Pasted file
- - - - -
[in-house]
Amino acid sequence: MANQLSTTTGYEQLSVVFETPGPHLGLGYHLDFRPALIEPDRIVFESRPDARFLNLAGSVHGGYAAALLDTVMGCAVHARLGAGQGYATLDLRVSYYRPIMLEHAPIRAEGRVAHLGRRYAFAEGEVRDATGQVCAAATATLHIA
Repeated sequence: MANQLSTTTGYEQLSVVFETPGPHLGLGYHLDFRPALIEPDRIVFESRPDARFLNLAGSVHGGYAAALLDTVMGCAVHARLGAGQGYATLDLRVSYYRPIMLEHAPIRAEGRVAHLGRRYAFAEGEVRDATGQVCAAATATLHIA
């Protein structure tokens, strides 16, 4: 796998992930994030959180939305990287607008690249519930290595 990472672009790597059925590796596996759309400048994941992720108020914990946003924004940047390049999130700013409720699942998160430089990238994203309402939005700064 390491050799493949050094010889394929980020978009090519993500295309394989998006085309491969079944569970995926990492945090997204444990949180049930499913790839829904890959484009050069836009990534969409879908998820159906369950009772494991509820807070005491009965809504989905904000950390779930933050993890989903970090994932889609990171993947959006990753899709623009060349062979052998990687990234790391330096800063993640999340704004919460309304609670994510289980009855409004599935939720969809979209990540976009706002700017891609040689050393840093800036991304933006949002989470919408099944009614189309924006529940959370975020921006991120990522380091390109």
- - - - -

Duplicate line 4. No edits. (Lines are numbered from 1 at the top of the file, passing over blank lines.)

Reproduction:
């Protein structure tokens, strides 16, 4: 796998992930994030959180939305990287607008690249519930290595 990472672009790597059925590796596996759309400048994941992720108020914990946003924004940047390049999130700013409720699942998160430089990238994203309402939005700064 390491050799493949050094010889394929980020978009090519993500295309394989998006085309491969079944569970995926990492945090997204444990949180049930499913790839829904890959484009050069836009990534969409879908998820159906369950009772494991509820807070005491009965809504989905904000950390779930933050993890989903970090994932889609990171993947959006990753899709623009060349062979052998990687990234790391330096800063993640999340704004919460309304609670994510289980009855409004599935939720969809979209990540976009706002700017891609040689050393840093800036991304933006949002989470919408099944009614189309924006529940959370975020921006991120990522380091390109």